As one of the most iconic and influential pioneers of new music, Karlheinz Stockhausen radically transformed the contemporary musical landscape in the 20th century. From serialism to new electronic music, his works pervade the limits of musical invention, and dramatically changed perceptions of music. As the London Sinfonietta navigated through the late 20th Century, we worked with Stockhausen to bring new, experimental, and sometimes contentious pieces to new audiences. We look back at our relationship with the composer over the years, from early performances and commissions to some stand-out memories from our players...
In May of 1968, just five months after the ensemble's debut concert, we began our Stockhausen journey with a programme including Stockhausen's Kreuzspiel (1951), Zeitmasse (1955–1956) and the UK premiere of Plus-Minus – juxtaposed alongside the familiar sounds of Mozart's Serenade No. 10 in B flat at Wigmore Hall!
A year later we performed the UK premiere of his Adieu (1966) for wind quintet in a very new Queen Elizabeth Hall, having opened its doors just two years previously.
With eight performances of Stockhausen repertoire in 1971, the ensemble took the work of the German composer on their first international tour across Europe.
In 1972 Michael Vyner became the artistic director of the London Sinfonietta. During his tenure, the orchestra became defined, more specifically, as an ensemble that was willing to perform uncompromising modernist music. By continuing to perform the composers who had emerged during the 1950s, the London Sinfonietta demonstrated their significance on the musical landscape and presented changes that were occuring in 1970s composition.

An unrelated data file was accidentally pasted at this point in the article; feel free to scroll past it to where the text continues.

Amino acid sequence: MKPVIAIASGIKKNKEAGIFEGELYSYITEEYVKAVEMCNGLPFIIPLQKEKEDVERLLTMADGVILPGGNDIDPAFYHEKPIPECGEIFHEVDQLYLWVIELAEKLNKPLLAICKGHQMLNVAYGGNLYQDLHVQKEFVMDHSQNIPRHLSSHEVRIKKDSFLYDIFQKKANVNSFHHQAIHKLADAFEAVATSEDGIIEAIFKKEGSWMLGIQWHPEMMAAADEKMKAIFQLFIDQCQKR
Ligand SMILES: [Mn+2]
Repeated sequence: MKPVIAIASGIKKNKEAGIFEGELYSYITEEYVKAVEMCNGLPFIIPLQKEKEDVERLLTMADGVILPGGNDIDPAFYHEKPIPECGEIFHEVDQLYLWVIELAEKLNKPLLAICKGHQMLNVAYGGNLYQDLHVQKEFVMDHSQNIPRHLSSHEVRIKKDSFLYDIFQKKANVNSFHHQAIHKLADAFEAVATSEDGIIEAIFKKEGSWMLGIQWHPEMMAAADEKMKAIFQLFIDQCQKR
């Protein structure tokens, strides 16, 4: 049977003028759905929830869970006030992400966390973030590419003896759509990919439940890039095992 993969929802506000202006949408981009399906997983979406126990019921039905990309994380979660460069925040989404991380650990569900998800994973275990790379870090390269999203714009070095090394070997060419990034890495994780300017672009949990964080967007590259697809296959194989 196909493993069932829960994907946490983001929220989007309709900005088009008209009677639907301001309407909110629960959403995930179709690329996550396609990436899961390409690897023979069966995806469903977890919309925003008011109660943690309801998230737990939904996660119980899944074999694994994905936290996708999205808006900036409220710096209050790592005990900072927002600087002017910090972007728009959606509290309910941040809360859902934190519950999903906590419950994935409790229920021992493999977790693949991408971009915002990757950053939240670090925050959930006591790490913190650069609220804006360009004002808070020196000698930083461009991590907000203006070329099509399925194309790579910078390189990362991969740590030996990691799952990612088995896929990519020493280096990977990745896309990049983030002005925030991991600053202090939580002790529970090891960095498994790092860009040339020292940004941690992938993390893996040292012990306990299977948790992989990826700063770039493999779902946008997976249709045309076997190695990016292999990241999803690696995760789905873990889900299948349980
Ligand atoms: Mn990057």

With the direction of Vyner, came Stockhausen's first and only performance with the ensemble as composer and conductor. The programme combined previously performed Kreuzspiel (1951), Zeitmasse (1955–1956) along with the UK premieres of Stop (1965) and Kontra-Punkte (1953), and the world premiere of Ylem – a London Sinfonietta commission for a variable ensemble of 19 players.
Never a composer to aim low, Karlheinz Stockhausen in his commission for the ensemble, Ylem, requested that the musicians mirror the origin of the universe, fanning out along the side aisles of Southbank Centre's Queen Elizabeth Hall, metaphorically blown by the cosmic wind 'Ylem'. This was, happily, one of the first of the ensemble’s moments captured on television, and the entire concert programme was also recorded for LP release by Deutsche Grammophon (pictured). Apart from the subsequent European tour a few days after the London event, Stockhausen never again conducted the London Sinfonietta. Read on to hear from John Constable, who held the position of London Sinfonietta Principal Piano for 50 years.
Afterwards we all agreed that he was one of the most inspiring people we had worked with. John Constable, London Sinfonietta Principal pianist 1968-2017
John Constable (London Sinfonietta Principle Piano 1968-2017), pictured above, performed with Stockhausen in 1973 – spot his name in Stockhausen's hand drawn stage plan above. He looks back at his experience with the composer...